four championships. they had joined the ranks of the bay area most famous people. for montana, that didn't come without a price. >> the one lady said it must be nice to be famous. i said yeah until they follow you into the bathroom, you know? [ laughter ] >> and then they don't leave you alone there either. the kids could never have much fun when i was around because there was always other people coming around. then i finally decided that i'm not going to be a prisoner of my own home. >> and he was inducted into the hall of fame. but in today's nfl, they may never again be realized. no one knows that better than montana. >> and it is difficult now, you know, with the salary caps and the free agency to keep the team together that long anymore. and they tried as long as they possibly could with every means that they could. and it is like, you know, you keep borrowing money from the bank. some day you need to pay it back with interest and it is time to pay back. that's what they are doing
right now. >> today they paid montana a lot back with their incredible careers. a time when the bay area, they thought the 49ers could be champions every year. when we come back on a second look, remembering the career of 49ers wide receiver jerry rice. and a bit later the only super bowl ever played in the bay area. and every 49er guy knows who won it. el
jerry rice, at the 16th player overall. for people saying there, to the smaller school. you know to make the guy the number one choice. >> but jerry, he proved to everyone that he belonged, setting 12nfl records including 207 touchdowns. >> it's a great thing. it's the all-time touchdown, that's what he did every day in the press. >> joe and i had a chemistry, you know, it was just amazing. >> we lived for that perfect game. we never got to the perfect game though. the greatest receiver, it might be the greatest football player ever seen. i never played the perfect game. to me that kind of wraps up who he is. >> reporter: rice was also durable, playing 189 straight games before a major injury in
1997. >> we played in the super bowl with that injury. so he was accustomed to being able to perform with pain. >> and you can arguably call him the greatest athlete that has played in the nfl. >> reporter: but after 16 seasons and three super bowl rings, the 49ers released the 38-year-old jerry rice. >> and fortunately i was able to go across the bay to the oakland raiders to have a couple good seasons there. >> after a year in seattle, jerry rice ended his 21-year in the nfl career. some say he stayed too long. >> i chose to play this game and i think it was the only way for me to decide when it was time for me to decide when to walk away. >> did you tried to get every last drop out of the orange. like i don't want a drop left. and i admire that. many times i thought maybe i had some left and i left back in the day. but i mean hey, he wanted every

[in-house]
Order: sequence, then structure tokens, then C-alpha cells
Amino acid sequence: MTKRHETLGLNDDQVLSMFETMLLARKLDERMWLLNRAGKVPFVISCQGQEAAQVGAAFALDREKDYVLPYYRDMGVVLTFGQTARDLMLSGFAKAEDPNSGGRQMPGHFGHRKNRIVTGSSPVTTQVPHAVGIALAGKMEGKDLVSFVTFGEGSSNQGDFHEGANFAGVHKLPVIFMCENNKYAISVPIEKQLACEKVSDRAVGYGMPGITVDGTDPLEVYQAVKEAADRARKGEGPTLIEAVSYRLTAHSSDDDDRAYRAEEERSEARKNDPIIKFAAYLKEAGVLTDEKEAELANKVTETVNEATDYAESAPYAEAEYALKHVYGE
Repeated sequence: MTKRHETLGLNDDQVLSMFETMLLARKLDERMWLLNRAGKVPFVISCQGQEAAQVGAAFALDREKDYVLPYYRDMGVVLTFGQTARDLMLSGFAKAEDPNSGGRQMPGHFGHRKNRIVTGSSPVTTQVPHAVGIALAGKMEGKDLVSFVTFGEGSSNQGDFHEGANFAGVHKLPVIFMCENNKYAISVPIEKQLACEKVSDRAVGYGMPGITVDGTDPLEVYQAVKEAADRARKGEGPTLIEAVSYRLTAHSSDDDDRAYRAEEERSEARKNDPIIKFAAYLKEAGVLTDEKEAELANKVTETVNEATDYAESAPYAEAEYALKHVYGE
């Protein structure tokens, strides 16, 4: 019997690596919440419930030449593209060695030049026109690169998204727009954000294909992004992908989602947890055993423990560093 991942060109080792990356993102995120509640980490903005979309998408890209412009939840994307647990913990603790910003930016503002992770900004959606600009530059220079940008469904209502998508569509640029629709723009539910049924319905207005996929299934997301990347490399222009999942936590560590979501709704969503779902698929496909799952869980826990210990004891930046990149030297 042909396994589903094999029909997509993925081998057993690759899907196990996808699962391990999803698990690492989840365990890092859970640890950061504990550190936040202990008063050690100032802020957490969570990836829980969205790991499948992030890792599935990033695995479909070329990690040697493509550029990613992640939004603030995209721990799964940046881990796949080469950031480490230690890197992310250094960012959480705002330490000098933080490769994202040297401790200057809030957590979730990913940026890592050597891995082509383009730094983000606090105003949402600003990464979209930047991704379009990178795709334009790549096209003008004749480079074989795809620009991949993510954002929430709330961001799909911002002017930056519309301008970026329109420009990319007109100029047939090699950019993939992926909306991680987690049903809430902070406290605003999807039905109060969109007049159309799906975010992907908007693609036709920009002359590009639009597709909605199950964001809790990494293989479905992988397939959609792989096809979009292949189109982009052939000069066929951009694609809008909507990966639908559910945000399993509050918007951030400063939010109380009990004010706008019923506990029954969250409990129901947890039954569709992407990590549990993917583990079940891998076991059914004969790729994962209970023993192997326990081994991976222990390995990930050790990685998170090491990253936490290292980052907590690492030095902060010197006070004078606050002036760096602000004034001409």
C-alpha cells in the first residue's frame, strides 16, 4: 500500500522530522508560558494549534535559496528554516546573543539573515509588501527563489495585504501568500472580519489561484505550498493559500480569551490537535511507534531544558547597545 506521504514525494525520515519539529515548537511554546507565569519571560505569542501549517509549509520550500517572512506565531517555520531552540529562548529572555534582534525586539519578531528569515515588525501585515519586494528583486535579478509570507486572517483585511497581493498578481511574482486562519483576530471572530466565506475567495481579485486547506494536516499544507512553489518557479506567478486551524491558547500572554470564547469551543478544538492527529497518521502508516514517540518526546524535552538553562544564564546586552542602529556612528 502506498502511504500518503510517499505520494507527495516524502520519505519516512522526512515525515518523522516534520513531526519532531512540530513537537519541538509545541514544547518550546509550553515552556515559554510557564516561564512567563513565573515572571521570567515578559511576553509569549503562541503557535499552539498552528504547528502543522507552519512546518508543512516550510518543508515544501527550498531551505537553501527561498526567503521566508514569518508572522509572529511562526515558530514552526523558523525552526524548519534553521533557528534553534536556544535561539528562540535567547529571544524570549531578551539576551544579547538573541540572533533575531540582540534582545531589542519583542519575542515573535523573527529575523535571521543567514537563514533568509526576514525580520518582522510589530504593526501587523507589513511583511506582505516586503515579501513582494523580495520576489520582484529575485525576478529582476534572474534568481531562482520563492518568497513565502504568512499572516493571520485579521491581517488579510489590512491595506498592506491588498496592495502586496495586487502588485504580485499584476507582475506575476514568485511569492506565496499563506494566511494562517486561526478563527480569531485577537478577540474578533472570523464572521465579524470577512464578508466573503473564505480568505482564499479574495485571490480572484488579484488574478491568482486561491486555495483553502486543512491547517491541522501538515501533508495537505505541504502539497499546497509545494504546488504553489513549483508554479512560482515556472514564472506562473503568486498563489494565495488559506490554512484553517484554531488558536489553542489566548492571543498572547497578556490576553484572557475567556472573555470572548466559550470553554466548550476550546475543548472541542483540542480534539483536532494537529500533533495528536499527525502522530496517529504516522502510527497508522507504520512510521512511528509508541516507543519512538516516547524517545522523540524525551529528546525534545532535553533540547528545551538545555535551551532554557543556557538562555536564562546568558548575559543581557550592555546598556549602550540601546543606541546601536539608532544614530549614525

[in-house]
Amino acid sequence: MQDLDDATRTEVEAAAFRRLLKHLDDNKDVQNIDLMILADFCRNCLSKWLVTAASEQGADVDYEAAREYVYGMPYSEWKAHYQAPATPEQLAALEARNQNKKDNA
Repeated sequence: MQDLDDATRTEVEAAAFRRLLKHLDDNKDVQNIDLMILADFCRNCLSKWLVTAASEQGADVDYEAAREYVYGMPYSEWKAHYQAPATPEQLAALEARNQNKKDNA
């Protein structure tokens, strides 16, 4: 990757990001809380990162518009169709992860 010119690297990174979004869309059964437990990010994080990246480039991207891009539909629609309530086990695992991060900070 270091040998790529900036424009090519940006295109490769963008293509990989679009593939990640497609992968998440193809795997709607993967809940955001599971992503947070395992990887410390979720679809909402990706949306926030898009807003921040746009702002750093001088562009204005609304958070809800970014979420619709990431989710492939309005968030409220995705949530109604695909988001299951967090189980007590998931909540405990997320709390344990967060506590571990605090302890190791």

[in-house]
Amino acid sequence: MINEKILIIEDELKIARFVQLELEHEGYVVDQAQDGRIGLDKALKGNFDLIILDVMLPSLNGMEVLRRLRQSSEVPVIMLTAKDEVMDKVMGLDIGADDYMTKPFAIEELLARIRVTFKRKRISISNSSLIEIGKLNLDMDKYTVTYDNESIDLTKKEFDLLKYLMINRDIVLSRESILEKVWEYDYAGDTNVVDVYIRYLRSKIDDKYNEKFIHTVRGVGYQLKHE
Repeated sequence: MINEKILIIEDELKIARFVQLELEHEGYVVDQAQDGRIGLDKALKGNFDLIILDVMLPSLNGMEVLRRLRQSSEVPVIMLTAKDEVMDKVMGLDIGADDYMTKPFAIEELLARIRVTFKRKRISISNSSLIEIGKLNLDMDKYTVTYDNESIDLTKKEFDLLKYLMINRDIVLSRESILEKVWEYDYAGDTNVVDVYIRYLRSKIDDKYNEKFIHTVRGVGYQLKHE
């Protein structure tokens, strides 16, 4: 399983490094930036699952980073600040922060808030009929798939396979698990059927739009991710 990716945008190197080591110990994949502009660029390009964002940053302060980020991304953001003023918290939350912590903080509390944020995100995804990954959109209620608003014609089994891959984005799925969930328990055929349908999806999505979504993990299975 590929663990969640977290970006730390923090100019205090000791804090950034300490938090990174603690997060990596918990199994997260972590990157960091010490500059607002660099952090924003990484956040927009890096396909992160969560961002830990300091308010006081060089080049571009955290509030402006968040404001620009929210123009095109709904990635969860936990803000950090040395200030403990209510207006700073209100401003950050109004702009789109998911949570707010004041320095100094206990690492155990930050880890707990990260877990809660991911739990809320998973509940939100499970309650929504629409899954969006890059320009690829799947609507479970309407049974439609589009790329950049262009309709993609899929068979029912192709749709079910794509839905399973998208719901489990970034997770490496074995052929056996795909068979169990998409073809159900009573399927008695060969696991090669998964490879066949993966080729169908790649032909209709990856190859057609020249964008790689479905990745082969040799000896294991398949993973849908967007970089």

drop out of it. i loved that about him. >> his work ethic never changed. every time he touched the ball, he would run and score a touchdown. typically as a wide receiver, you need to turn up the field and run 10 yards with this team and then run 10 yards and come back. every time he touched it, whether it was 9 or 90 yards, he kept scoring the touchdown. you know, look at the rookie trying to impress the coach, but no, this is what he does. >> it's so funny. one off season we were training so hard that we had to separate ourselves. >> i see him run down the hill. i still enjoy it. >> i remember running from 200- meter workouts. we were suppose to run in there like, you know, between 24 to 26. and jerry for some reason, he kept running 22s, 23s. and then, you know, i wouldn't want him to smoke me. jerry, we need to slow down, you're running to fast. >> when it came to
conditioning, i mean, they couldn't keep up with these guys. that's how good they were. i mean these guys, they worked at it and they made all of us better because that's just who they are. >> i think the 49ers, they really fed off of that. i mean you would go to practice and jerry rice would catch a pass and run it all the way to the end zone and score. then pretty soon roger craig was doing that. i mean the next guy too. and so i think that it really helped the whole team. >> because he never really rest, ever. and i mean ever. the day after the super bowl. he'll get up, he'll do his workout. i mean, you know, do his workout, make sure that he has done his sprints. you know, this is in the hotel. and in miami after the super bowl. when we come back on a second look. it's the only super bowl ever played in the bay area and the hometown team, they came away with the trophy. look at you guys with your fancy-schmancy